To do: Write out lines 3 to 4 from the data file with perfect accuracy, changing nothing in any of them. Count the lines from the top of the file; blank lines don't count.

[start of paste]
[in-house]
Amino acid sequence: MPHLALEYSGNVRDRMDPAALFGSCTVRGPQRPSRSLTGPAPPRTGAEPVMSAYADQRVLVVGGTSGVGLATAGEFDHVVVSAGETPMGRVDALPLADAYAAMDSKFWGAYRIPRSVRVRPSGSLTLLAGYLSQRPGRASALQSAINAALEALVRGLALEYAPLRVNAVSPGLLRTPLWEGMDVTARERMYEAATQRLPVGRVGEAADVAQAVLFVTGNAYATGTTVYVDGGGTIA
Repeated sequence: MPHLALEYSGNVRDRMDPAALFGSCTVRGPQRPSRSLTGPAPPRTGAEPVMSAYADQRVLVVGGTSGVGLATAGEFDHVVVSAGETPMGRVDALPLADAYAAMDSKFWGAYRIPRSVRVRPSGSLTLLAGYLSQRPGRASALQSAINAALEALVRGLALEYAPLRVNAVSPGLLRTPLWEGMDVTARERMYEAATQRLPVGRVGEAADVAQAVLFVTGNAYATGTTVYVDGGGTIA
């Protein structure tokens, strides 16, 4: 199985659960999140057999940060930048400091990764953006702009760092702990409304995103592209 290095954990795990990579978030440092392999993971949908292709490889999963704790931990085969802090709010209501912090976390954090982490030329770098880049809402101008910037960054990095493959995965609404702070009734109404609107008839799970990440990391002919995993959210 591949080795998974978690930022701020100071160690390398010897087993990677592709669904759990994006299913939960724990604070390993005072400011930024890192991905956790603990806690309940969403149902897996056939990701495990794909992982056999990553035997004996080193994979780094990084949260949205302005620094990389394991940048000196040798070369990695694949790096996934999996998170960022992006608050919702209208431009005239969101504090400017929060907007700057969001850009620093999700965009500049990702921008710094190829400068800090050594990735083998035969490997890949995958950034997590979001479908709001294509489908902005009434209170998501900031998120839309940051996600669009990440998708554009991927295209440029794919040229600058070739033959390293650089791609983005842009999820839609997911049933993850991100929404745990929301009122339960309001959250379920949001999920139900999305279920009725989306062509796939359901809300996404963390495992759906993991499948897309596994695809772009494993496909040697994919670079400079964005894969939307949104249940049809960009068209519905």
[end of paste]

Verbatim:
Repeated sequence: MPHLALEYSGNVRDRMDPAALFGSCTVRGPQRPSRSLTGPAPPRTGAEPVMSAYADQRVLVVGGTSGVGLATAGEFDHVVVSAGETPMGRVDALPLADAYAAMDSKFWGAYRIPRSVRVRPSGSLTLLAGYLSQRPGRASALQSAINAALEALVRGLALEYAPLRVNAVSPGLLRTPLWEGMDVTARERMYEAATQRLPVGRVGEAADVAQAVLFVTGNAYATGTTVYVDGGGTIA
């Protein structure tokens, strides 16, 4: 199985659960999140057999940060930048400091990764953006702009760092702990409304995103592209 290095954990795990990579978030440092392999993971949908292709490889999963704790931990085969802090709010209501912090976390954090982490030329770098880049809402101008910037960054990095493959995965609404702070009734109404609107008839799970990440990391002919995993959210 591949080795998974978690930022701020100071160690390398010897087993990677592709669904759990994006299913939960724990604070390993005072400011930024890192991905956790603990806690309940969403149902897996056939990701495990794909992982056999990553035997004996080193994979780094990084949260949205302005620094990389394991940048000196040798070369990695694949790096996934999996998170960022992006608050919702209208431009005239969101504090400017929060907007700057969001850009620093999700965009500049990702921008710094190829400068800090050594990735083998035969490997890949995958950034997590979001479908709001294509489908902005009434209170998501900031998120839309940051996600669009990440998708554009991927295209440029794919040229600058070739033959390293650089791609983005842009999820839609997911049933993850991100929404745990929301009122339960309001959250379920949001999920139900999305279920009725989306062509796939359901809300996404963390495992759906993991499948897309596994695809772009494993496909040697994919670079400079964005894969939307949104249940049809960009068209519905």